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Apr 24, 2019

What's News I Stock Market Records; China Exploits U.S. Satellites; 'Avengers: Endgame'

The Wall Street Journal.
Newspaper.
What’s News
Sun icon. Good Morning
Here’s what we’re watching as the U.S. business day gets under way:
S&P 500, Nasdaq climb to fresh records. Stocks have flourished this year—the S&P 500 is up 17% while the Nasdaq has gained 22%—as the Federal Reserve has held interest rates steady and amid renewed optimism about the U.S. economy. In Europe, the Stoxx Europe 600 was down 0.2%. That followed losses across most Asian markets.
  • Twitter shares climb on stout earnings. The social-media company reported record daily users and rising profit, driving shares up as the results signaled recent product tweaks are stabilizing the business.
     
  • Earnings season continues. Boeing, AT&T and Caterpillar will report before the bell. Facebook, Microsoft, Tesla, Visa and Chipotle will report after markets close. 
 
Sri Lanka says Easter attackers were inspired by Islamic State. The suicide bombers who carried out Sunday’s coordinated attacks were inspired by Islamic State and may have received funding from the group, Sri Lanka’s defense minister said. ISIS yesterday claimed responsibility for the attacks.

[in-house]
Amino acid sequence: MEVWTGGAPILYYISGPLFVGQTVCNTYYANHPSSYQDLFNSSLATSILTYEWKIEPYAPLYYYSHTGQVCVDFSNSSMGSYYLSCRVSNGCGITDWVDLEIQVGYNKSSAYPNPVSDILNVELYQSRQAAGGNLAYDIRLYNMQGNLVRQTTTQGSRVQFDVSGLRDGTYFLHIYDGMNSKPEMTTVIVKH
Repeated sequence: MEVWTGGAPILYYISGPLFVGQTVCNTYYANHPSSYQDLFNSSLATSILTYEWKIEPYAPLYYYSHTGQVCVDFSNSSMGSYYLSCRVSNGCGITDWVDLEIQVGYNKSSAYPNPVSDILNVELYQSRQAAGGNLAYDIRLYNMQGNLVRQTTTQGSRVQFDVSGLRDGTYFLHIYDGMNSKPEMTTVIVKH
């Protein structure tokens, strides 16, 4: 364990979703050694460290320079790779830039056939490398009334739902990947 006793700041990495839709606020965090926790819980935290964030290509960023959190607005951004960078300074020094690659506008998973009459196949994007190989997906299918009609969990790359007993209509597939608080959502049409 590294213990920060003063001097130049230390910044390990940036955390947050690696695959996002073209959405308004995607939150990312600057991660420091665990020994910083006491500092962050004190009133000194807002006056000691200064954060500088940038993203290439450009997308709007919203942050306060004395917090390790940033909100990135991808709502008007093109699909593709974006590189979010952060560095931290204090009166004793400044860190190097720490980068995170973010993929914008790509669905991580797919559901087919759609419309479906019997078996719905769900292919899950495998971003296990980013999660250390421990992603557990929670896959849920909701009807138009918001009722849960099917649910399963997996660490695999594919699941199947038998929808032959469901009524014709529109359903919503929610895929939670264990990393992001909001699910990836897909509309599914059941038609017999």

Treasury Department misses deadline on Trump's taxes. The Treasury Department declined to turn over the president's tax returns by a deadline set by a key House Democrat, a decision that escalates a battle over the documents and could prompt a court fight. Treasury Secretary Steven Mnuchin said the department would give a final answer by May 6.
SoftBank founder bit by Bitcoin. Masayoshi Son made a huge personal bet on bitcoin just as prices for the digital currency peaked, losing more than $130 million when he sold out, according to people familiar with the matter.
  • Softbank plans to invest $1 billion in Wirecard. The digital-payments company has been a darling of the German stock market in recent years.
 
Avengers: Endgame prompts 24-hour screenings, double the popcorn. When Disney’s latest Avengers installment opens tomorrow night in the widest release ever—4,600 theaters in the U.S. and Canada—the Marvel Studios’ superheroes will muscle competitors out of the multiplex. 

First class vs. coach: A game of square inches. Which part of the plane gets you the most bang for your buck? You might pay three times as much for 45% more space, writes the Journal's Scott McCartney. 

What's Trending

PHOTO: ASIASAT
China exploits U.S. satellites to strengthen police, military power. Tangled ownership and offshore firms helped Beijing win access to superior technology, despite U.S. law preventing satellite sales to China. U.S. firms including private-equity giant Carlyle and Boeing indirectly facilitate the efforts.
 
Supreme Court split on citizenship question. The high court appeared deeply divided on whether the Trump administration can ask U.S. residents on the 2020 census whether they are citizens, with the court’s conservative majority voicing skepticism of legal challengers who say adding the question is unlawful.